Jesus blessing himself seems out of place here in Matthew. If this was the Gospel of John, it'd be a whole different story, of course. Jesus talks about himself endlessly in John. But this is Matthew.

Maybe Jesus meant "pure in heart" to mean "not ritually pure." That is, maybe Jesus is saying that even if you didn't do the right things all the time, didn't do all the sacrifices and follow all the religious rules, you are blessed by God, and you will "see God." Maybe...

Or, maybe Jesus means that if all you can claim are good intentions, if you're that desparate to believe that you're somehow a good person, if you've screwed things up so bad that all you can say is "I didn't mean it! I didn't mean it! I didn't mean it!", then God blesses you.

God blesses the man who said the very wrong thing to his wife and sits staring at the wall while she cries in the bedroom, thinking "I didn't mean it! I never wanted to hurt her!" Maybe blessings aren't what his wife would give him, but God isn't his wife.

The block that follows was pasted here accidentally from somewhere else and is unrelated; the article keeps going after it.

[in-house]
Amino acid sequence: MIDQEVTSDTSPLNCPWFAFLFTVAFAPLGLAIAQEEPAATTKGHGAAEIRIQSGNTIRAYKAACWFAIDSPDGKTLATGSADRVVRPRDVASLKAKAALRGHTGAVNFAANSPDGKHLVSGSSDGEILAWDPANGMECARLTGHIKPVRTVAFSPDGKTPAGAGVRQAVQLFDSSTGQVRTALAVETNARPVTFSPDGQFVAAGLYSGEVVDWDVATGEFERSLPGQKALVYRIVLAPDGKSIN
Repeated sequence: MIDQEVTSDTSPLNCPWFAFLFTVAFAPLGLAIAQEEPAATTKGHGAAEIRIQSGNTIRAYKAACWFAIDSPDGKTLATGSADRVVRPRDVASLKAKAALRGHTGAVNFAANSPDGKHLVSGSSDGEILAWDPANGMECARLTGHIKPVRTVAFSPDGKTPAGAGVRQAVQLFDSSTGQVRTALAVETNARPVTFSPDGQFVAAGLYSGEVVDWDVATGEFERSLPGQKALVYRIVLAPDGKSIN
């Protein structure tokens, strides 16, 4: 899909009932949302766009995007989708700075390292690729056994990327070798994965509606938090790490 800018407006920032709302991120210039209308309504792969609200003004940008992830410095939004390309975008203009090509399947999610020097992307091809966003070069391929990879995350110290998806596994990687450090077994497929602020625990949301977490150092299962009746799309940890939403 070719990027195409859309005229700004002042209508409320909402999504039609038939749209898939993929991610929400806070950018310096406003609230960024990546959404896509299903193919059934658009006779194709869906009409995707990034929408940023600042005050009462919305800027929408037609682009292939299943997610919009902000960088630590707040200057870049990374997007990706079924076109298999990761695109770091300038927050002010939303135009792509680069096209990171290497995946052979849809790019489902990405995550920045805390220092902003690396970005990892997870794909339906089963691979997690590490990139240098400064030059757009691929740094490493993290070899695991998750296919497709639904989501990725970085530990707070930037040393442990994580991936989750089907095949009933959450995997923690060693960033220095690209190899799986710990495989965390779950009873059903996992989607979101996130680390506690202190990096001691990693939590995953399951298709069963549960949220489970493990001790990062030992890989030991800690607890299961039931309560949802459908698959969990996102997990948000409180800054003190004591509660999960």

God blesses the woman who did the very wrong thing for her daughter, and watches as she drives off in anger and thinks, "I didn't mean it! I'd take it back if I could!" Her heart might not be "100% pure," but it was much purer than her actions. She knows she screwed up, and God blesses her, even if no one else would.

God blesses the kid who screwed up badly in school and, worse still, sees the disappointment in his mother's eyes, and says, "I didn't mean it! I thought I was doing good!"

Maybe God blesses us when no one else would, when we desperately want to believe that we're better people than all the evidence suggests, when we cling to the idea that, though our actions are polluted, or hearts are somehow pure.

Maybe the poorest people, left with nothing but their "pure" hearts, are blessed by God precisely because God loves and blesses us not because of what we do, or even what we believe, or who we are, but because God knows us and loves us.

Blessed are you.